Three more churches closed in Algeria, but Christians are “not fearful”
Christians demonstrate in the streets of Tizi-Ouzou with singing and signs: “Stop the abuse of power”.
TIZI-OUZOU · 14 JULY 2021 · 12:45 CET
Algeria closed three more churches, after a court in the Oran area ordered it on 7 July. Now 16 worship places remain sealed in the region.
The governmental campaign to close churches started four years ago, and these three churches had been sealed by order of the Governor of Oran in 2017 and 2018, but then re-opened in 2018. According to the pro-religious freedom group Middle East Concern, the closed churches are the city church of Oran (L’Oratoire), the Ain Turk House of Hope and a church in El Ayaida.
Days earlier, Christians in Tizi-Ouzou protested on the streets. Holding signs with messages such as “No to the abuse of power” and “Stop the closure of churches”, some dozens of believers sang worship songs as Pastor Salah, the President of the Algerian Protestant Church (EPA) denounced the situation in a video shared on Youtube.
In February, Salah Chalah said in an interview with Evangelical Focus that Protestants felt “wronged in their constitutional right to worship in public and freely”. But the pressure of the government would not stop their spiritual life, he added: “We gather in houses or outdoors... just like the early church”.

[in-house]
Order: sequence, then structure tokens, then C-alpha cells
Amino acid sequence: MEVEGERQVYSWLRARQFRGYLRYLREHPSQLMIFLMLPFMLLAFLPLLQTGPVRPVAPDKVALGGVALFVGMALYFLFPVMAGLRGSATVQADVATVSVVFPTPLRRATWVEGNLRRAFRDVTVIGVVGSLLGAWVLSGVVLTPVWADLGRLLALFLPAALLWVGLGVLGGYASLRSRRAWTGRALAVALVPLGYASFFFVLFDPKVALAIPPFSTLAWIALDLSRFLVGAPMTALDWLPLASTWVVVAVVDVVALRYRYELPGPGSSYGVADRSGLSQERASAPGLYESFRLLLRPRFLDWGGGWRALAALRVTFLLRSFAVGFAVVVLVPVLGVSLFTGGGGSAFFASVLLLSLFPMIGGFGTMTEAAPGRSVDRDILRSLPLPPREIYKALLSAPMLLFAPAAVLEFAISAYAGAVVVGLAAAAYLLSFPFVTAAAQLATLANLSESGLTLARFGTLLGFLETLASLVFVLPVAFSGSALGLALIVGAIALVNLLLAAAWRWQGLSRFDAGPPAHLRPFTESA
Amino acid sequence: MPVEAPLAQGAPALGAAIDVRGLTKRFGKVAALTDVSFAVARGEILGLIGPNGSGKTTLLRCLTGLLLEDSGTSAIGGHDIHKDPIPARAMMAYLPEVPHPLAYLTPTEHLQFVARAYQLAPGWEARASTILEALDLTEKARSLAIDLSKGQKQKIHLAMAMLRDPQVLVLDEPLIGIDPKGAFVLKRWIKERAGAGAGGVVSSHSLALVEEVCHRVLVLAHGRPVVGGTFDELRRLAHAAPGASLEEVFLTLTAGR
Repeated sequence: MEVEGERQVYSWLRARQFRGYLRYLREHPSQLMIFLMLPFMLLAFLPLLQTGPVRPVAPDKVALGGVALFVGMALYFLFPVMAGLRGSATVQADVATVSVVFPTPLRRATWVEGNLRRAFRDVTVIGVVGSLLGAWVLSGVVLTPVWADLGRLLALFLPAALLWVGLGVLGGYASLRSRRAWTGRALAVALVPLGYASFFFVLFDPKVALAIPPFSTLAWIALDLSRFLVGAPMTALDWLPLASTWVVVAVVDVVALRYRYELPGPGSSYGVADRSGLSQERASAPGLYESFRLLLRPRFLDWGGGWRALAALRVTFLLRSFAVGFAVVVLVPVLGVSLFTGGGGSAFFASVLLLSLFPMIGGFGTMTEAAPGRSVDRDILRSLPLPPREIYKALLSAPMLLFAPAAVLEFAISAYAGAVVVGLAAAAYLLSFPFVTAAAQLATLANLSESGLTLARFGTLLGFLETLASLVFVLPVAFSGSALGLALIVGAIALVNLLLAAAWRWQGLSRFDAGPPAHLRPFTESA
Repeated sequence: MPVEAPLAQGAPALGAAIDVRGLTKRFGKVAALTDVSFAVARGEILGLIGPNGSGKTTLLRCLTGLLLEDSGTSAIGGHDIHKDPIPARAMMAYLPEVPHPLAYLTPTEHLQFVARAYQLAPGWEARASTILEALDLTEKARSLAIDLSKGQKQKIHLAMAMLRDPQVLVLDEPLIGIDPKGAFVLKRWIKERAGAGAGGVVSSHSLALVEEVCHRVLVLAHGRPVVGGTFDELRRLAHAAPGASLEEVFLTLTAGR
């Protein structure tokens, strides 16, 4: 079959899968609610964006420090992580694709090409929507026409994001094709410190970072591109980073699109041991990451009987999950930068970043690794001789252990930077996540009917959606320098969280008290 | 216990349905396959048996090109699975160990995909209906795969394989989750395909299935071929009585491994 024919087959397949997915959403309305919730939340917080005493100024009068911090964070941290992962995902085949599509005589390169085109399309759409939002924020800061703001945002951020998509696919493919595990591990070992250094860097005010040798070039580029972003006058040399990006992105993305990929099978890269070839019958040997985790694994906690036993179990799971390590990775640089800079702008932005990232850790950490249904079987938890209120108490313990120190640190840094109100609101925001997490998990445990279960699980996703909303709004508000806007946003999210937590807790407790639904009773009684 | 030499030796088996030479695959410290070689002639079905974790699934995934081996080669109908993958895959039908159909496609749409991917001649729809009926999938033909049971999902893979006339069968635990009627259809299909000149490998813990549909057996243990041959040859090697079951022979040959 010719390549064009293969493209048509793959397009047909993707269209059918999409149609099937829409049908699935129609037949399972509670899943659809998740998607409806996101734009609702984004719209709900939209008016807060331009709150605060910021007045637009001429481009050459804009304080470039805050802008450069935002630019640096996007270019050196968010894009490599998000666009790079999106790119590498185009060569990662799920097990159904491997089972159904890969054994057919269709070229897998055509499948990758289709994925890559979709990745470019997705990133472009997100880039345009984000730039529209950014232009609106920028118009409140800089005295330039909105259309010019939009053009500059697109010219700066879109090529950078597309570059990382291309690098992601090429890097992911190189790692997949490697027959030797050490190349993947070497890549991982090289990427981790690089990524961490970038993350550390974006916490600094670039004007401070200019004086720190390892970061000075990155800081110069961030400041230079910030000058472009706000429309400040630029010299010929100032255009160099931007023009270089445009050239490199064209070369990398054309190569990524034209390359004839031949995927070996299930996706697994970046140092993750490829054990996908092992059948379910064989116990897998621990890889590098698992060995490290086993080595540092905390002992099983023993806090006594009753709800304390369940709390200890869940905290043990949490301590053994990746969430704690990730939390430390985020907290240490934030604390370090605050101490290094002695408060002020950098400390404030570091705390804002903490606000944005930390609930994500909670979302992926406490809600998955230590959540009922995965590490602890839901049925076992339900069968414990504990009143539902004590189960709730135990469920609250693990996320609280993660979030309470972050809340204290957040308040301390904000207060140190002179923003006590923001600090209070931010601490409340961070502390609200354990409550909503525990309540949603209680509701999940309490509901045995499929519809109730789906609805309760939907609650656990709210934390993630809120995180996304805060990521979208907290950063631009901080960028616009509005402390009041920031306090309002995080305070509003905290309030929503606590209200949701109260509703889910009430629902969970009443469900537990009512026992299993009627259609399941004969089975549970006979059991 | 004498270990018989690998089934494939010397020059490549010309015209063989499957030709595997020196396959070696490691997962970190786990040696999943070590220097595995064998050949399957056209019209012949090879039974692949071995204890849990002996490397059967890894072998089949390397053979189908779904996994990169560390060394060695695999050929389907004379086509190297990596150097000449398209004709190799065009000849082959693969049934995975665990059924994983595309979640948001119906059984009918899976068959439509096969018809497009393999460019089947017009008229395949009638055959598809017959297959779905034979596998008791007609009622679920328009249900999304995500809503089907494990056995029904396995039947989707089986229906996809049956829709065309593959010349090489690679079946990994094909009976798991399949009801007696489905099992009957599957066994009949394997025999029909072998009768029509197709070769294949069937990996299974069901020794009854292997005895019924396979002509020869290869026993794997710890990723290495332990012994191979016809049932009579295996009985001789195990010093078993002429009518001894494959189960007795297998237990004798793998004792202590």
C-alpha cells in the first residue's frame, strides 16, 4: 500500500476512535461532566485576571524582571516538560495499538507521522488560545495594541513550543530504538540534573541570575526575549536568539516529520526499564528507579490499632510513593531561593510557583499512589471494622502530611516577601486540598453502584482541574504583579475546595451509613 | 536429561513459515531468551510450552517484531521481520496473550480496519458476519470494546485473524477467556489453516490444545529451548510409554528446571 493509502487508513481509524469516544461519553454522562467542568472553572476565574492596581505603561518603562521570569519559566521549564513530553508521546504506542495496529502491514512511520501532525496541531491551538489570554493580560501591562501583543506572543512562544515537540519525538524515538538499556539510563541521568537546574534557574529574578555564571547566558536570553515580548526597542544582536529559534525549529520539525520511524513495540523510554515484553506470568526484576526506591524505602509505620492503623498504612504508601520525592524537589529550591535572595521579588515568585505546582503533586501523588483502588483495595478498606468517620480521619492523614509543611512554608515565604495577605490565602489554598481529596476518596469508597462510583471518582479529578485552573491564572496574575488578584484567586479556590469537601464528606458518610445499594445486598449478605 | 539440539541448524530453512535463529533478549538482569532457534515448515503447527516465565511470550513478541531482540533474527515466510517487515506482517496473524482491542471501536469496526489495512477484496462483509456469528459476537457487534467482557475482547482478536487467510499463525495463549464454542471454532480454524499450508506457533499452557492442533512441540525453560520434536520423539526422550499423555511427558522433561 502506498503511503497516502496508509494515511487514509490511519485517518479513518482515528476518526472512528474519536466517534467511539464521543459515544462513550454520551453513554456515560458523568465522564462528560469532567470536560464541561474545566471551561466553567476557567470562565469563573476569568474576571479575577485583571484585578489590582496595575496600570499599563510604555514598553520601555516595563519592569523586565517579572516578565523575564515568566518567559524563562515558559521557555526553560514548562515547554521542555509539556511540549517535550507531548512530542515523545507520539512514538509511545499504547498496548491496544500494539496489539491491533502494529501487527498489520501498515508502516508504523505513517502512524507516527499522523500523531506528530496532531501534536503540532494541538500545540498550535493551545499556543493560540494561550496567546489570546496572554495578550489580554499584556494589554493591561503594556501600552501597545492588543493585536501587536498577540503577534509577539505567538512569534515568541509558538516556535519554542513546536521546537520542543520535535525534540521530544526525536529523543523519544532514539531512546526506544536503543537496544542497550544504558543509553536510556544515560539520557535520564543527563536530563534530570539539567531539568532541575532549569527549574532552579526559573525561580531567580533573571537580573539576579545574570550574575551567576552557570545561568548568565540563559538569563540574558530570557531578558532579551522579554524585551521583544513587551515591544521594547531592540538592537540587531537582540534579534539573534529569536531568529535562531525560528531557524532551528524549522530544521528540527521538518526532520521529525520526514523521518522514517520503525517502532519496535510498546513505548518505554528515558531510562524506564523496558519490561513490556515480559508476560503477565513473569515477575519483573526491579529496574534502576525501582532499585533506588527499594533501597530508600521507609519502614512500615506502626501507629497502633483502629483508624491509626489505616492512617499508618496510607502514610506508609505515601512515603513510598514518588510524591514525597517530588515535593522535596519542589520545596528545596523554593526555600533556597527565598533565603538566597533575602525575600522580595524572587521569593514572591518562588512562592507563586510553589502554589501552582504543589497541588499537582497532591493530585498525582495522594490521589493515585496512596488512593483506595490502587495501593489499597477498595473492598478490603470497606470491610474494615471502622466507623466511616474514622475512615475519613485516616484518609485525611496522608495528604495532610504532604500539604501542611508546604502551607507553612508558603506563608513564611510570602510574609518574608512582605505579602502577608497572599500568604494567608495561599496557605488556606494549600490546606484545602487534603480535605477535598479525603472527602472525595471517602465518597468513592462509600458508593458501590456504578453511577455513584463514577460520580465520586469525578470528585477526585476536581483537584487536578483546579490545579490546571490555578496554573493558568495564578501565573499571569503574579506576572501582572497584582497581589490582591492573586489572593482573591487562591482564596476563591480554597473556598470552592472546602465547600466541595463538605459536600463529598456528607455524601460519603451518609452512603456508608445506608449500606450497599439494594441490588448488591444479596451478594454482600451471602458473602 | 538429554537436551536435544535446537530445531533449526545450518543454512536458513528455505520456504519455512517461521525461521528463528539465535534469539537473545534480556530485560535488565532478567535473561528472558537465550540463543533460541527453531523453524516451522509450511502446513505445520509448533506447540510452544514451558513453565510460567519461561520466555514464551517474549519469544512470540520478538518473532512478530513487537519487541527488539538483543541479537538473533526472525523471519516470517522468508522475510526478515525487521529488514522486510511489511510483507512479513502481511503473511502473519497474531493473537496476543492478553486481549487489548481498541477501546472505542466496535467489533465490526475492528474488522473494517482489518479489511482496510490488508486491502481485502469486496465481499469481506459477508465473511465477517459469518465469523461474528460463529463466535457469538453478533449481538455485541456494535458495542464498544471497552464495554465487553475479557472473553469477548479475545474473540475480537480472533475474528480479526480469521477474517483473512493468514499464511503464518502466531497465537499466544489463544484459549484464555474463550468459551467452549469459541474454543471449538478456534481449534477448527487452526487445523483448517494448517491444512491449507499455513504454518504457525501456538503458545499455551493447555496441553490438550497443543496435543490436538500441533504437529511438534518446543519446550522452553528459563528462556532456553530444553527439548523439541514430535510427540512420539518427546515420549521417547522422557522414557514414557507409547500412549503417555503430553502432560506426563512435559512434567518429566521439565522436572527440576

International pressure on Algerian government
Christians in Algeria have been suffering under a law that asked their communities to re-register with the national authorities. Church leaders have denounced their applications have been ignored, leaving them in a situation that has then be used by the authorities to ban their activities and close their buildings.
The World Evangelical Alliance has denounced this situation repeatedly, and the United Nations Human Rights Council has asked the Algerian government to explain their actions. The European Parliament also addressed the situation.
“The Algerian church is not fearful”
The recent demonstration is an example of how Christians in the country have not stopped fighting for their rights.
“The church in Algeria is not fearful, they are not feeling intimidated”, a source who is in close contact with Protestant leaders in the country told Evangelical Focus. Despite there sealed temples, “the reality is that the Algerian Christians are free in a Biblica sense, they can worship God, those who are not free are those who have not been able yet to meet God, and for those Argelians we pray in the first place”.